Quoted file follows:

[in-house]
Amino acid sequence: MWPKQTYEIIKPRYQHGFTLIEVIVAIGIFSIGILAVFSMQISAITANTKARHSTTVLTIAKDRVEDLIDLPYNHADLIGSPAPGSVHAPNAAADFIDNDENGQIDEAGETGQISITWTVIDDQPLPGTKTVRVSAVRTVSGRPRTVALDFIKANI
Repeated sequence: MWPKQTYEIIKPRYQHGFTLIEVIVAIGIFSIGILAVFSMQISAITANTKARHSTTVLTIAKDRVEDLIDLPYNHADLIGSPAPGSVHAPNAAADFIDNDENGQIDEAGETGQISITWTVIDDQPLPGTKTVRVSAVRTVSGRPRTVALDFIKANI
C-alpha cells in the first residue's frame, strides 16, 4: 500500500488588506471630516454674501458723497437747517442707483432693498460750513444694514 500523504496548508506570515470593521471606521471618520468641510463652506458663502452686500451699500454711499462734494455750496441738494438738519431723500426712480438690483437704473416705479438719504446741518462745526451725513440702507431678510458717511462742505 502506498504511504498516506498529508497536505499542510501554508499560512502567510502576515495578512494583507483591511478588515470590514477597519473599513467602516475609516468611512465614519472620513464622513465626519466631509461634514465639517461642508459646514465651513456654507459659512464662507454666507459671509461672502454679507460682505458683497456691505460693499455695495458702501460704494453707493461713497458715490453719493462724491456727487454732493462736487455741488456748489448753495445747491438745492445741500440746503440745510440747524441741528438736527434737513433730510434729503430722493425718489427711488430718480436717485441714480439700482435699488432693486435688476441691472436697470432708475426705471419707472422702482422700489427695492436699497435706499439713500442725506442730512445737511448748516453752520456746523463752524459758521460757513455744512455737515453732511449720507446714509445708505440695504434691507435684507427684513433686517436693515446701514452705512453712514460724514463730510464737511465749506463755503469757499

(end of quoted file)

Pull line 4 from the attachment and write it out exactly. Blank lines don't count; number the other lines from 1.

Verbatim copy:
C-alpha cells in the first residue's frame, strides 16, 4: 500500500488588506471630516454674501458723497437747517442707483432693498460750513444694514 500523504496548508506570515470593521471606521471618520468641510463652506458663502452686500451699500454711499462734494455750496441738494438738519431723500426712480438690483437704473416705479438719504446741518462745526451725513440702507431678510458717511462742505 502506498504511504498516506498529508497536505499542510501554508499560512502567510502576515495578512494583507483591511478588515470590514477597519473599513467602516475609516468611512465614519472620513464622513465626519466631509461634514465639517461642508459646514465651513456654507459659512464662507454666507459671509461672502454679507460682505458683497456691505460693499455695495458702501460704494453707493461713497458715490453719493462724491456727487454732493462736487455741488456748489448753495445747491438745492445741500440746503440745510440747524441741528438736527434737513433730510434729503430722493425718489427711488430718480436717485441714480439700482435699488432693486435688476441691472436697470432708475426705471419707472422702482422700489427695492436699497435706499439713500442725506442730512445737511448748516453752520456746523463752524459758521460757513455744512455737515453732511449720507446714509445708505440695504434691507435684507427684513433686517436693515446701514452705512453712514460724514463730510464737511465749506463755503469757499